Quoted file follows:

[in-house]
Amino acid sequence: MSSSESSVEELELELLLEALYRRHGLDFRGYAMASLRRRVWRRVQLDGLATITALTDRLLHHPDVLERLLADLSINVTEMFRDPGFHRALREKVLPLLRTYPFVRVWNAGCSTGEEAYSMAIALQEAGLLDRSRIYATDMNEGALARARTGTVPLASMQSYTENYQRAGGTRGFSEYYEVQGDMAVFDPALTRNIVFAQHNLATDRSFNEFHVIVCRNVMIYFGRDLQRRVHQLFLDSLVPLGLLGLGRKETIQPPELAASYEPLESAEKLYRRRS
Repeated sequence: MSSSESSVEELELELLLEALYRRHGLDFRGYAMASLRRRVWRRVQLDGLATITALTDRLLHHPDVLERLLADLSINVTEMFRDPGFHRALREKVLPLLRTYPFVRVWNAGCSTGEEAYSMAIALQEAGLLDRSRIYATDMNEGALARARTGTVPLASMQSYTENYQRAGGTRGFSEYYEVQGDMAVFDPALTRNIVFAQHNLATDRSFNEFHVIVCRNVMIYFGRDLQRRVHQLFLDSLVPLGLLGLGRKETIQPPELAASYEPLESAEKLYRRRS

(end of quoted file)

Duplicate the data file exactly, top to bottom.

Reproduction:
[in-house]
Amino acid sequence: MSSSESSVEELELELLLEALYRRHGLDFRGYAMASLRRRVWRRVQLDGLATITALTDRLLHHPDVLERLLADLSINVTEMFRDPGFHRALREKVLPLLRTYPFVRVWNAGCSTGEEAYSMAIALQEAGLLDRSRIYATDMNEGALARARTGTVPLASMQSYTENYQRAGGTRGFSEYYEVQGDMAVFDPALTRNIVFAQHNLATDRSFNEFHVIVCRNVMIYFGRDLQRRVHQLFLDSLVPLGLLGLGRKETIQPPELAASYEPLESAEKLYRRRS
Repeated sequence: MSSSESSVEELELELLLEALYRRHGLDFRGYAMASLRRRVWRRVQLDGLATITALTDRLLHHPDVLERLLADLSINVTEMFRDPGFHRALREKVLPLLRTYPFVRVWNAGCSTGEEAYSMAIALQEAGLLDRSRIYATDMNEGALARARTGTVPLASMQSYTENYQRAGGTRGFSEYYEVQGDMAVFDPALTRNIVFAQHNLATDRSFNEFHVIVCRNVMIYFGRDLQRRVHQLFLDSLVPLGLLGLGRKETIQPPELAASYEPLESAEKLYRRRS